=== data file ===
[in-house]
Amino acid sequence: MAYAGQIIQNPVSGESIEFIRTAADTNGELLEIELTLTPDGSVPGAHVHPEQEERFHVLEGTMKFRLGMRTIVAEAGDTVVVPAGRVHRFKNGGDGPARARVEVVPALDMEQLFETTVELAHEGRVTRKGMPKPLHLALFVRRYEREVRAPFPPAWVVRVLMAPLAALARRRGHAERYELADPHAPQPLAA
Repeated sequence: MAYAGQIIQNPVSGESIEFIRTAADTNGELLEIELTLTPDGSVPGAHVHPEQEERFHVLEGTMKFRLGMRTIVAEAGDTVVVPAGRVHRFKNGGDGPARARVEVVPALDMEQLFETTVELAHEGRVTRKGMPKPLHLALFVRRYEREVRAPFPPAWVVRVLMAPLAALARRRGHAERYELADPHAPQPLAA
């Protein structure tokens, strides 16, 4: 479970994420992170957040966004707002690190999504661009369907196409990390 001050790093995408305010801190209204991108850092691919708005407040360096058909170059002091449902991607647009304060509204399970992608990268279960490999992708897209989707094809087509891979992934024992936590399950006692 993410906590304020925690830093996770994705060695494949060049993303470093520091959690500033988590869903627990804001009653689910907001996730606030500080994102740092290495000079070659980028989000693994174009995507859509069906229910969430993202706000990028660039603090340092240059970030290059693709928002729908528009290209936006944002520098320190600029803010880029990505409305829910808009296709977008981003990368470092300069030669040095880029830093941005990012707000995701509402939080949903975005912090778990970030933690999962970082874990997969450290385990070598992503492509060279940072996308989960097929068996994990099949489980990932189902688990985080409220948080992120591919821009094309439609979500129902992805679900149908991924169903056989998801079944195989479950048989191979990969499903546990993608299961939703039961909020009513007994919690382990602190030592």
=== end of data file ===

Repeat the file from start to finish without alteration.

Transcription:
[in-house]
Amino acid sequence: MAYAGQIIQNPVSGESIEFIRTAADTNGELLEIELTLTPDGSVPGAHVHPEQEERFHVLEGTMKFRLGMRTIVAEAGDTVVVPAGRVHRFKNGGDGPARARVEVVPALDMEQLFETTVELAHEGRVTRKGMPKPLHLALFVRRYEREVRAPFPPAWVVRVLMAPLAALARRRGHAERYELADPHAPQPLAA
Repeated sequence: MAYAGQIIQNPVSGESIEFIRTAADTNGELLEIELTLTPDGSVPGAHVHPEQEERFHVLEGTMKFRLGMRTIVAEAGDTVVVPAGRVHRFKNGGDGPARARVEVVPALDMEQLFETTVELAHEGRVTRKGMPKPLHLALFVRRYEREVRAPFPPAWVVRVLMAPLAALARRRGHAERYELADPHAPQPLAA
């Protein structure tokens, strides 16, 4: 479970994420992170957040966004707002690190999504661009369907196409990390 001050790093995408305010801190209204991108850092691919708005407040360096058909170059002091449902991607647009304060509204399970992608990268279960490999992708897209989707094809087509891979992934024992936590399950006692 993410906590304020925690830093996770994705060695494949060049993303470093520091959690500033988590869903627990804001009653689910907001996730606030500080994102740092290495000079070659980028989000693994174009995507859509069906229910969430993202706000990028660039603090340092240059970030290059693709928002729908528009290209936006944002520098320190600029803010880029990505409305829910808009296709977008981003990368470092300069030669040095880029830093941005990012707000995701509402939080949903975005912090778990970030933690999962970082874990997969450290385990070598992503492509060279940072996308989960097929068996994990099949489980990932189902688990985080409220948080992120591919821009094309439609979500129902992805679900149908991924169903056989998801079944195989479950048989191979990969499903546990993608299961939703039961909020009513007994919690382990602190030592």